April 29th 2010 04:43
James Cameron’s Avatar has today been released on DVD and BLU-RAY in Australia. The sci-fi/fantasy epic has reportedly made in excess of 2 billion dollars worldwide. And it’s no doubt that the 3D spectacular’s success will continue with the move from box office to home video.
With its total budget rumoured to sit somewhere between $300 and $400 million, the fifteen-year pet project of the Titanic director has had a lot riding on it. There were early predictions of box office doom, when messily edited trailers of oversized blue people first screened. Cameron’s dogged determination to make an art out of 3D cinema was not doing much to alleviate fears either. Fortunately for him, the mammoth blockbuster has gone on to become the official highest-grossing film ever, eclipsing his own Titanic. But is the film’s dizzying success warranted? And just how will it be remembered 10 years from now?
It’s genuinely hard to imagine anyone walking away from Avatar unimpressed or underwhelmed. The whole experience leaves you in complete awe. The 3D spectacle is mesmerising. This generation of special effects employed by Cameron heralds a new era, one where audiences are left asking themselves when exactly the computer-generated images start and where they end. We’re thrust into an alternate reality where fantasy meets science fiction at a point of hybrid transformation. We’re further immersed in a remarkable world of both fluorescent and natural colour by the exciting field-of-view offered by the three dimensional animation.
Yet, do we emerge with a restored sense of faith in big-budget movies? Nobody is likely to take serious issue with the film’s visual astonishments, yet for many, the gushing praise ends there. All too frequently, Hollywood’s best blockbuster money-makers either sacrifice their story for special effects or have their story simply swamped by the special effects meant to assist in telling it. Either way, narrative is neglected.
Avatar does not escape this problem. Its plot is in no way original. In fact, it’s numbingly imitative of other green-is-good themed films. At best, it could be seen as an inventive integration of Dances with Wolves, Disney’s Pocahontas, and FernGully: The Last Rainforest, while borrowing additional elements from King Kong and even The Matrix. It’s lineage from Cameron’s earlier Aliens and The Abyss is also clear.
The film’s recycled plot is then weighed down by clunky dialogue, at times carrying some not-so-subtle pro-environmentalist and anti-Bush political implications. Very few of the actors can be praised for either the complexity or subtlety of their performances. Every character is a cardboard cut-out. The US marines are depicted as cartoonishly cruel while the scientist geeks are endearingly driven to assert justice. Then again, James Cameron has never been a strong director of actors, as evidenced all too clearly by Titanic.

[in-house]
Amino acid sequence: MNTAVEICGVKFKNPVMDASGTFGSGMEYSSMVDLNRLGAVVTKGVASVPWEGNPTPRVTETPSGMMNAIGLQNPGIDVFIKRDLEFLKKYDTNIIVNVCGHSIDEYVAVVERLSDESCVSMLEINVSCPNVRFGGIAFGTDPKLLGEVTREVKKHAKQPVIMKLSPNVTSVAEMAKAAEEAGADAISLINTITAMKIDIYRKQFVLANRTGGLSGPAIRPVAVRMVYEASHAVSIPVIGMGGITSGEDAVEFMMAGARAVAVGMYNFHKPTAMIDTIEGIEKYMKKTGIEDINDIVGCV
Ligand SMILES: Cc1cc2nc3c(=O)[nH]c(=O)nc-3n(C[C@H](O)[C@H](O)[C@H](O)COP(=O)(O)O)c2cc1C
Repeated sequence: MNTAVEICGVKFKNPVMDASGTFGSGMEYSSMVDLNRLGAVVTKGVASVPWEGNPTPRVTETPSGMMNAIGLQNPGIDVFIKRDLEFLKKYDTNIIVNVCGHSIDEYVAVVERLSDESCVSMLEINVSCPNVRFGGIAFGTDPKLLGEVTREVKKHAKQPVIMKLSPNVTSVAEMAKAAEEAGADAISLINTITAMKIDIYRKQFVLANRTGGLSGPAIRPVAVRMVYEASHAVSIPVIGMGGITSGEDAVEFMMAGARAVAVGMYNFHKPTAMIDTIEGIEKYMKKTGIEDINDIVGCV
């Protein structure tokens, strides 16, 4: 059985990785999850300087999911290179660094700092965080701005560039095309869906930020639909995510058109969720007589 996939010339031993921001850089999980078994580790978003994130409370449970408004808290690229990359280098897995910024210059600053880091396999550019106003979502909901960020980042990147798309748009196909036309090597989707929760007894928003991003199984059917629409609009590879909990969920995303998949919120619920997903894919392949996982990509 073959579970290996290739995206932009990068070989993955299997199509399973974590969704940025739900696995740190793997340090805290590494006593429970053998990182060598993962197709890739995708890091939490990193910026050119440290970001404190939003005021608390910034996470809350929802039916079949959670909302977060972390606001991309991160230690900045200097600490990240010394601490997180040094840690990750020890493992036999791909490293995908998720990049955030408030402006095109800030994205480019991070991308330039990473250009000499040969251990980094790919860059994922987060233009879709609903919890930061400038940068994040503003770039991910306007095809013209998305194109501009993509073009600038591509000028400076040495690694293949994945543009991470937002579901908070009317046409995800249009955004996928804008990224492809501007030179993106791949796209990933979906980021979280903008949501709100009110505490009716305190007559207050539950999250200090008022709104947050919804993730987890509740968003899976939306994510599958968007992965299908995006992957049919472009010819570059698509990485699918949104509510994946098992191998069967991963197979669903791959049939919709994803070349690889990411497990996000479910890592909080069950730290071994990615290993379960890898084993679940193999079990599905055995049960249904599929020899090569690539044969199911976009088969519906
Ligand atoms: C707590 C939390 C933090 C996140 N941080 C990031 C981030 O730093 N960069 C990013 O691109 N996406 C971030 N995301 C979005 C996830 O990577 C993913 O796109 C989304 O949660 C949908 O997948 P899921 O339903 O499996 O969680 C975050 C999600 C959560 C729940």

For some, this all adds up to a failure of narrative that is only partly compensated for by the astonishing effects. Others have even gone so far as to liken Cameron to the ill-disciplined Michael Bay (responsible for the overblown Transformers films).
Avatar’s story may very well be conventional, if not hackneyed, but I struggle a great deal to think that the film has demoted Cameron to Bay’s level. If anything, it’s achieved the opposite. It highlights the way action can be harnessed and technology tamed. We’ve sung along to a spirit tree and watched a white messiah save an indigenous group before in Pocahontas, yet it has never been delivered with such stunning use of technology. Therefore, Cameron’s epic is both strikingly innovative in one sense and intensely derivative in another.
The same sentiment can be felt for the superb use of 3D. Sure, 3D cinema is not something new, but Cameron has mastered its visual capacities like nobody before. He’s given moviegoers a new reason to actually go to the movies and fork out $20: the decidedly thrilling experience of 3D, something you can’t get from a pirated DVD and which the Hollywood studios are going to be taking full advantage of from this point forward.
Whilst the full cultural impact of Avatar cannot yet be measured, there are indeed those who’d like to purport it the new Star Wars. With its technical complexities rightly awarded at this year’s Oscars (countered by its fair loss of Best Picture), and with a sequel already confirmed, Avatar seems destined to go down as one of the greatest achievements in movie history. It will be seen and, perhaps, best remembered in retrospect as marking the beginning of a new era of technological innovation in cinema.